Medicine, of course, is about far more than good decisions. It’s about compassion, leadership, science, and training. But excellent decisions — in both diagnosis and treatment plans — are absolutely crucial for providing excellent care. So I was intrigued to read an article recently, in my investment journal of all places, that made me think a lot about decisions and how we can make them better as healthcare providers.
The article, "Making Better and More Rational Decisions. An interview with Annie Duke," in the American Association of Individual Investors Journal, is a compelling piece with applications for life and investment, certainly.
But what fascinated me were the implications for healthcare providers, trying to make the best possible decisions they can. Further, I noticed that many of Annie's points boiled down to getting better information or bringing others in on your decision -- both of which are deeply supported by hybrid store-and-forward telemedicine, when it comes to medical decisions.
3 Fascinating Decision-Making Tips for Healthcare from Decision Expert and Pro Poker Player Annie Duke:
1. Remove emotion from the decision.
We don't think about medical decisions as having an emotional component, but the truth is that they do. It's not unusual to get caught up in all of the details of a case, feel an emotional reaction to a patient, or otherwise let emotion creep into the decision-making process. Annie Duke says that predicting downsides is core to the decision-making process. And that predicting downsides is easier when you’re not emotionally involved -- which means that our colleagues' unbiased opinion is often crucial to a good decision. It's the reason that "bouncing an idea off" someone is such a common way to approach a decision -- but we have to have the tools in place to quickly and easily bounce ideas off colleagues, even when they're not just down the hall. That's what a consult via a telemedicine solution can do for you.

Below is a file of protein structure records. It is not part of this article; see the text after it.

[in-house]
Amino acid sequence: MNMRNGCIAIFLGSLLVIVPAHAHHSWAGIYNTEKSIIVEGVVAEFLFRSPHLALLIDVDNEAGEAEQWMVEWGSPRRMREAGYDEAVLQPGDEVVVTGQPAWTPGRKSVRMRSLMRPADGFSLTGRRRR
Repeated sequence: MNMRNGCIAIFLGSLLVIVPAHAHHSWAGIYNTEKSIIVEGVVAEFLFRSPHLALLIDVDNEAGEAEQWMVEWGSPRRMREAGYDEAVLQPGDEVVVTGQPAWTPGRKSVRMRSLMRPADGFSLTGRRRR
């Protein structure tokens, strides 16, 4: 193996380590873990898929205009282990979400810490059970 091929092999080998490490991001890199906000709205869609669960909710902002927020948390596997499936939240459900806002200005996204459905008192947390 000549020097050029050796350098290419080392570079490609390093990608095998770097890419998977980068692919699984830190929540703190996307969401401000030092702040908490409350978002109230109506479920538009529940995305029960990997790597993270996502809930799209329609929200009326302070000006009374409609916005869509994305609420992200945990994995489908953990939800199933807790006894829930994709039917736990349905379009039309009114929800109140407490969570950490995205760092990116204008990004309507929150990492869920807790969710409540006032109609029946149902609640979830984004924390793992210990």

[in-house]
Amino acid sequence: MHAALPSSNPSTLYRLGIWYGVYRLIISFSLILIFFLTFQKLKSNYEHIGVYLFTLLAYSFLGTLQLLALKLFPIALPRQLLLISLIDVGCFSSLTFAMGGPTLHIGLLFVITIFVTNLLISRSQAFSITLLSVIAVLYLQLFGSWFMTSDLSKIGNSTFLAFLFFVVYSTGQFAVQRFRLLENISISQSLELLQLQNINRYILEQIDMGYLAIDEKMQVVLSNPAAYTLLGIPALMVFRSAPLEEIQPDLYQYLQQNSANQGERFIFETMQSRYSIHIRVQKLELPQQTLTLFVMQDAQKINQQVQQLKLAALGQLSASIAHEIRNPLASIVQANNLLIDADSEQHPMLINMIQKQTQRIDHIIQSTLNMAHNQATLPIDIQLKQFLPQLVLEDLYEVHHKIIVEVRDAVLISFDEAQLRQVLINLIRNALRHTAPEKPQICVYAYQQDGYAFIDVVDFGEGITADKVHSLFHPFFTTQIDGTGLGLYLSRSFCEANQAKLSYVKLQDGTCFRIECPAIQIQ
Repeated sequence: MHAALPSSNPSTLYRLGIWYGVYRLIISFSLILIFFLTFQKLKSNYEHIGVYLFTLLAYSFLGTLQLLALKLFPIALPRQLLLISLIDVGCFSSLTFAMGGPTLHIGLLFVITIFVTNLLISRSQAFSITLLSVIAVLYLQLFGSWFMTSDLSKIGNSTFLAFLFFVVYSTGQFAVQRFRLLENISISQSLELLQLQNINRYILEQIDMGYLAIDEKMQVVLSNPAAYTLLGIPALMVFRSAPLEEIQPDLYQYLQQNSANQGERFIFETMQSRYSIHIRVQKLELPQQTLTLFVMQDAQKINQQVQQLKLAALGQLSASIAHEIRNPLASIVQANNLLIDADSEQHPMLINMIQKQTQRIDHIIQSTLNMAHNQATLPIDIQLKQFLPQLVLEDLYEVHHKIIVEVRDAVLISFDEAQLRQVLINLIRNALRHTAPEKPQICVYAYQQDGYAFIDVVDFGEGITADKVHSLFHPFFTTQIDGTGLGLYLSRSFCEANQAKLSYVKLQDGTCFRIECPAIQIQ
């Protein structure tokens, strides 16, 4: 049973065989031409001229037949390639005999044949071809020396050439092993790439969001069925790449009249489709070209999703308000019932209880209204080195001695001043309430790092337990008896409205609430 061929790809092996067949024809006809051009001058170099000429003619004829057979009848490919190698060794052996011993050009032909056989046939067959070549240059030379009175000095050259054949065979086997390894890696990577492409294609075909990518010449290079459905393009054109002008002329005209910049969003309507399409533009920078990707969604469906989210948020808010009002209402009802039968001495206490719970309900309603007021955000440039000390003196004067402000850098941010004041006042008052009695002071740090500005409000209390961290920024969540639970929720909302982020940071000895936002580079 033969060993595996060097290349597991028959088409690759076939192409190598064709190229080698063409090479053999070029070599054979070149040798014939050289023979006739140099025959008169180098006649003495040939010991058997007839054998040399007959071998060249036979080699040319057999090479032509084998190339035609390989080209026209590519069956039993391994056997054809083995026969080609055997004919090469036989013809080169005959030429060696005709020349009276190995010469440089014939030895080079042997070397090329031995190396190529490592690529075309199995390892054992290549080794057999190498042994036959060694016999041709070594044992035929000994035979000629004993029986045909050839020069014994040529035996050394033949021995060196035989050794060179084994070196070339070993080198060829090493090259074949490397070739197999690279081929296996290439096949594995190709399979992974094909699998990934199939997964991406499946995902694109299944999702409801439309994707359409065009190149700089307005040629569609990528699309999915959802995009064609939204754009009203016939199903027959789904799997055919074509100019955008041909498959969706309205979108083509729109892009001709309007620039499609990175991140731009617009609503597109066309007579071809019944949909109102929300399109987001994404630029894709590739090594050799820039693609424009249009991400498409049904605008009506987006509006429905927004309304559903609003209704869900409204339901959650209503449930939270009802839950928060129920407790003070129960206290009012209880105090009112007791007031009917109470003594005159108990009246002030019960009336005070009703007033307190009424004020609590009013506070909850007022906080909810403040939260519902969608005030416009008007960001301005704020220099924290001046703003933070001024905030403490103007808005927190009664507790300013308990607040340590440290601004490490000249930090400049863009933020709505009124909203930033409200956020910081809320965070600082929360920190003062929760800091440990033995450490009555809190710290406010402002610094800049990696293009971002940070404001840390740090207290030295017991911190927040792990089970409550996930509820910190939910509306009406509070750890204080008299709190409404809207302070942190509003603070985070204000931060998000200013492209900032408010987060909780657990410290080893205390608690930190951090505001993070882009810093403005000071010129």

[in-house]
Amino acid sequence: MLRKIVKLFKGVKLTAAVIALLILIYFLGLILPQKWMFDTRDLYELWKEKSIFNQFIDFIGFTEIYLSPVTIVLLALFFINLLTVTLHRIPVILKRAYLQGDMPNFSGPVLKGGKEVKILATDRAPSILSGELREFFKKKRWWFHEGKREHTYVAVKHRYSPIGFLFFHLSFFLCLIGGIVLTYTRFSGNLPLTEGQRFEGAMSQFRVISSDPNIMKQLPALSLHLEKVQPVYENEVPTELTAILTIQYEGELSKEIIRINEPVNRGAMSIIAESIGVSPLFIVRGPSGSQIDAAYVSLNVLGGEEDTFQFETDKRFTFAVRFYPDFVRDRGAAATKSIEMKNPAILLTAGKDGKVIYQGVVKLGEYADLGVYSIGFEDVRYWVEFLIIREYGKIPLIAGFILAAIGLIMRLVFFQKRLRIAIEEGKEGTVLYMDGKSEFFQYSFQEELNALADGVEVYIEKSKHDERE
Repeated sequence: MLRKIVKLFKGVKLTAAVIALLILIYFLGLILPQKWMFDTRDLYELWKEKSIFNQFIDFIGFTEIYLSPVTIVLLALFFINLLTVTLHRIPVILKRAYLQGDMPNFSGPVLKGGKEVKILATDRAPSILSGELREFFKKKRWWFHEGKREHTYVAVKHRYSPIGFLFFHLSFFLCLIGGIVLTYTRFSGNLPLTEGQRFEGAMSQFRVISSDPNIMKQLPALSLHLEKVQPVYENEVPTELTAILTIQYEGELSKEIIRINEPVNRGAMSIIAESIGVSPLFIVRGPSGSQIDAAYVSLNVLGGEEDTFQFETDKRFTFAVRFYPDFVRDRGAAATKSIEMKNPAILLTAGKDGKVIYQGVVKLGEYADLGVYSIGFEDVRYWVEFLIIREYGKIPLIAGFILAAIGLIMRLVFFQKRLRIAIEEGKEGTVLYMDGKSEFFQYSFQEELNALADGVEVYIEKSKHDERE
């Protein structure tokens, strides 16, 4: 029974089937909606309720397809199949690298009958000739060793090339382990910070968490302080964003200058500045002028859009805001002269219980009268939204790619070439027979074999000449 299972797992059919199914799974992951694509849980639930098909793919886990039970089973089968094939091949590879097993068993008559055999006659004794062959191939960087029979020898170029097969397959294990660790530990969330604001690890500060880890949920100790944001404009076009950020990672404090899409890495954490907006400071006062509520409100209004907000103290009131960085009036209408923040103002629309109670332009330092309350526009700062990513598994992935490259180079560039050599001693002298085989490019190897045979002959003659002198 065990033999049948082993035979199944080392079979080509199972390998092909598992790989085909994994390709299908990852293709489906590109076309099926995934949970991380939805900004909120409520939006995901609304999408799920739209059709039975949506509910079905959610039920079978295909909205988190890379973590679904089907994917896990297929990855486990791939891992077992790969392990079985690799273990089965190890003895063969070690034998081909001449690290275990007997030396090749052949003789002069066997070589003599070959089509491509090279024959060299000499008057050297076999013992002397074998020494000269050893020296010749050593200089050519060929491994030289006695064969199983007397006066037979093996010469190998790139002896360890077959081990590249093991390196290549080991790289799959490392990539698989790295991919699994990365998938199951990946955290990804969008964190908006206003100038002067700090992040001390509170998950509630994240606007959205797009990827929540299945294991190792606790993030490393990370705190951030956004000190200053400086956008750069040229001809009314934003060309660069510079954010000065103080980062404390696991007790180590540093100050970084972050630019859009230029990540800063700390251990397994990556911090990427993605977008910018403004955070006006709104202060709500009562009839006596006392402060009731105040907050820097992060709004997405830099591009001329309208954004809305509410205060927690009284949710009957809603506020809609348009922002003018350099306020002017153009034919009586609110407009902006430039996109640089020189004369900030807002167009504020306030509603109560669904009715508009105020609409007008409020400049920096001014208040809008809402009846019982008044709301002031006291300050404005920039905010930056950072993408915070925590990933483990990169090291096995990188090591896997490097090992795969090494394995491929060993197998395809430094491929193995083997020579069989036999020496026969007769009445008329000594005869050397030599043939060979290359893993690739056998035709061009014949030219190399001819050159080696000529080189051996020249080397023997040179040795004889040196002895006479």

2. Bring in people with different experiences and views than you have.
That will lead to a better decision. “It’s especially important to seek out opinions that disagree with you. This is because we naturally notice things that do agree with us, and we already know why we think that way.” Hybrid store-and-forward telemedicine is the most powerful way of truly engaging a team approach to telemedicine. Since you can quickly, easily, and asynchronously collaborate with people on the medical team across the continuum of care, it's not hard to bring in people with diverse experiences, views, and expertise than you have. These providers, who may not agree with your initial ideas, can help us make dramatically better decisions on behalf of our patients.
3. Learn from past decisions.
Learning from past decisions is crucial. It lets you take in new information, learn lessons from cases that didn't have the outcome you anticipated, as well as help our students or colleagues make better decisions by learning from our experiences. That's why every case in iClickCare is archived and searchable -- it's a realtime learning tool for making better medical decisions, now and in the future.
Ultimately, good medical outcomes come from good medical decisions. These decisions may be large or small, but their sum contributes to the patient's outcome. So any tool that can help us make better decisions, may be critical to good care. That's one reason we're so passionate about our work with iClickCare -- and a reason to try it if you haven't already.